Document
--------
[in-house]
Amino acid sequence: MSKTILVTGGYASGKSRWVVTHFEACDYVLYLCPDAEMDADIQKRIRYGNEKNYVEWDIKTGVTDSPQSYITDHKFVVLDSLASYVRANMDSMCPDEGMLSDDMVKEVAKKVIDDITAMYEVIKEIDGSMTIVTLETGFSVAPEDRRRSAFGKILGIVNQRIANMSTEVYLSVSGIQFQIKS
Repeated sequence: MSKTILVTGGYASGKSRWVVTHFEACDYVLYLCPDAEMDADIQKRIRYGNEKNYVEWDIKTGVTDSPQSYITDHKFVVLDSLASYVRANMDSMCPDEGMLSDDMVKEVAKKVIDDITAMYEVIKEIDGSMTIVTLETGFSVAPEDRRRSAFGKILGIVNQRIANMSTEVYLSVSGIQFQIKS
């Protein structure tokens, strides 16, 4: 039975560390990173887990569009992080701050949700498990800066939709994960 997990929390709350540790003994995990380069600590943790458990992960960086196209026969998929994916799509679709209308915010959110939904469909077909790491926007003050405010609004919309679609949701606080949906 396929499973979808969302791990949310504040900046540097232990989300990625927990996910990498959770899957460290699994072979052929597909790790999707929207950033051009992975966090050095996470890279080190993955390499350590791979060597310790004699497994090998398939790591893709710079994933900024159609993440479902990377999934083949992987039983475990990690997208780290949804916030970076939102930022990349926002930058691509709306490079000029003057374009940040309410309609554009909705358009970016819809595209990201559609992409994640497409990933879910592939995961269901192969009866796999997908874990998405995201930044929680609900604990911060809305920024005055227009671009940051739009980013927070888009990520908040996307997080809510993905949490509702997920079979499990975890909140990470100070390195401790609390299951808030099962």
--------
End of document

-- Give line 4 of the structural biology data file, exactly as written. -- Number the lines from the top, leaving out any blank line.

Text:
């Protein structure tokens, strides 16, 4: 039975560390990173887990569009992080701050949700498990800066939709994960 997990929390709350540790003994995990380069600590943790458990992960960086196209026969998929994916799509679709209308915010959110939904469909077909790491926007003050405010609004919309679609949701606080949906 396929499973979808969302791990949310504040900046540097232990989300990625927990996910990498959770899957460290699994072979052929597909790790999707929207950033051009992975966090050095996470890279080190993955390499350590791979060597310790004699497994090998398939790591893709710079994933900024159609993440479902990377999934083949992987039983475990990690997208780290949804916030970076939102930022990349926002930058691509709306490079000029003057374009940040309410309609554009909705358009970016819809595209990201559609992409994640497409990933879910592939995961269901192969009866796999997908874990998405995201930044929680609900604990911060809305920024005055227009671009940051739009980013927070888009990520908040996307997080809510993905949490509702997920079979499990975890909140990470100070390195401790609390299951808030099962």